- Identification of law firm sending letter
- Identification of lawyer sending letter
- Description of why the letter is being sent
- Any specific demands
- Invitation to contact the attorney for questions
A personal injury case, car accident case, family law matter or other legal matters may require that you add additional elements to your legal representation template.
A letter of representation is a formal letter sent by your attorney to another party notifying them that you are legally represented.
Letters of representation generally signal the commencement of legal recourse or claim against someone.
Following the letter of representation, all communication and correspondence should go directly to your counsel.
The purpose of a letter of representation is to inform a person that the services of a legal counsel have been sought and the person receiving the letter is the target in some fashion.
The letter of representation can be used in any type of legal action.
For example, it can be sent in the context of a personal injury case, car accident, business dispute or other.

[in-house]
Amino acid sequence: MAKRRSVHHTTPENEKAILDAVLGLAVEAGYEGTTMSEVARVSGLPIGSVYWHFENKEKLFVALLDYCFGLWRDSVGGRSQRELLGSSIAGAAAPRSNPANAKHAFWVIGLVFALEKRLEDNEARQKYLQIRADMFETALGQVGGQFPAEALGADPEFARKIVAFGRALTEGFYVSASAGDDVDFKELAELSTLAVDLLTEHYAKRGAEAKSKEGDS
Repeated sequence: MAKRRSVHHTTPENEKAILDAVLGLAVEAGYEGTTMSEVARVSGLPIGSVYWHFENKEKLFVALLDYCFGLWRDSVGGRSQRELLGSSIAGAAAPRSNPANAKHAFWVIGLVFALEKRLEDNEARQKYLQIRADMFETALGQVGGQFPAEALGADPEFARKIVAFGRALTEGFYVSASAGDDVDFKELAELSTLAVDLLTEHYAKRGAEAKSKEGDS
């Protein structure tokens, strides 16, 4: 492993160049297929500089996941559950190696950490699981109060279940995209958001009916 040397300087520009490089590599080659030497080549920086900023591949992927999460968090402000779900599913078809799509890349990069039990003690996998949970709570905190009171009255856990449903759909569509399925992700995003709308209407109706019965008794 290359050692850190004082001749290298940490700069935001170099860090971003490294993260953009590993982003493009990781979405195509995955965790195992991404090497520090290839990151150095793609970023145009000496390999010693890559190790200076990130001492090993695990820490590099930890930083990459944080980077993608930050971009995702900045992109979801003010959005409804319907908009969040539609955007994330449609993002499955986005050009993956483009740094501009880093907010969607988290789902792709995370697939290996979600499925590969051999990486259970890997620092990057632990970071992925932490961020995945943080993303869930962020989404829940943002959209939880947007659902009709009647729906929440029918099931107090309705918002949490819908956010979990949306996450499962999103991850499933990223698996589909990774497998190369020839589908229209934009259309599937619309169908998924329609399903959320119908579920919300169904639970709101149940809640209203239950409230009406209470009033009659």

The letter will identify your attorney, why the letter is being sent and what you are expecting from the party receiving it.
In some cases, the letter of representation helps as a catalyst for the parties to enter into negotiations and settle the matter before a lawsuit is formally filed in court.
Letters of representation can also be sent to third-parties like insurance carriers.
Depending on your jurisdiction, the law may allow a party victim of a personal injury to request insurance coverage details related to the at-fault party.
Lawyers will use a letter of representation to get insurance coverage details to better assess how much can be recovered from the insurance company and how much directly from the person.
We hope this article was useful in helping you better understand an attorney letter of representation.
Have you sent a legal representation letter to someone?
How was your experience?
We would love to hear from you, drop us a comment!